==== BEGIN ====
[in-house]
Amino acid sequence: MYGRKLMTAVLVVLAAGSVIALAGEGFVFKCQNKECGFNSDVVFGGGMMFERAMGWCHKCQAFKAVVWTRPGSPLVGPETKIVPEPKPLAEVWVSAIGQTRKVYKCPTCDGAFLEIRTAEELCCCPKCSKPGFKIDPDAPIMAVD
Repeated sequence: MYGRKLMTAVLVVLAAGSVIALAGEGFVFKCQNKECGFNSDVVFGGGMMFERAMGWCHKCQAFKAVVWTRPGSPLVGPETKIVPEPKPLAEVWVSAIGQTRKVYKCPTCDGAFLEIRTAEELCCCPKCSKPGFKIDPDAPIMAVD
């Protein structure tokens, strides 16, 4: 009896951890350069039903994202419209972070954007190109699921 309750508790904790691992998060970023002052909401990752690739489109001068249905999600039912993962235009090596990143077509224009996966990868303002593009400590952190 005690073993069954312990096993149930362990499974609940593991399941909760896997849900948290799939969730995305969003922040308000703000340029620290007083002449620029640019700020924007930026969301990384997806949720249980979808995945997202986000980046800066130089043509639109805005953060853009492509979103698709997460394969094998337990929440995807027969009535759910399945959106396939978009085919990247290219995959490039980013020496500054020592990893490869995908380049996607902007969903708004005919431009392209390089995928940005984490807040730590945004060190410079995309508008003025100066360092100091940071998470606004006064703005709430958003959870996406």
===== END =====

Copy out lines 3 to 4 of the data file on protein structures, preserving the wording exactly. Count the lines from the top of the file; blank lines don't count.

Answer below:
Repeated sequence: MYGRKLMTAVLVVLAAGSVIALAGEGFVFKCQNKECGFNSDVVFGGGMMFERAMGWCHKCQAFKAVVWTRPGSPLVGPETKIVPEPKPLAEVWVSAIGQTRKVYKCPTCDGAFLEIRTAEELCCCPKCSKPGFKIDPDAPIMAVD
């Protein structure tokens, strides 16, 4: 009896951890350069039903994202419209972070954007190109699921 309750508790904790691992998060970023002052909401990752690739489109001068249905999600039912993962235009090596990143077509224009996966990868303002593009400590952190 005690073993069954312990096993149930362990499974609940593991399941909760896997849900948290799939969730995305969003922040308000703000340029620290007083002449620029640019700020924007930026969301990384997806949720249980979808995945997202986000980046800066130089043509639109805005953060853009492509979103698709997460394969094998337990929440995807027969009535759910399945959106396939978009085919990247290219995959490039980013020496500054020592990893490869995908380049996607902007969903708004005919431009392209390089995928940005984490807040730590945004060190410079995309508008003025100066360092100091940071998470606004006064703005709430958003959870996406």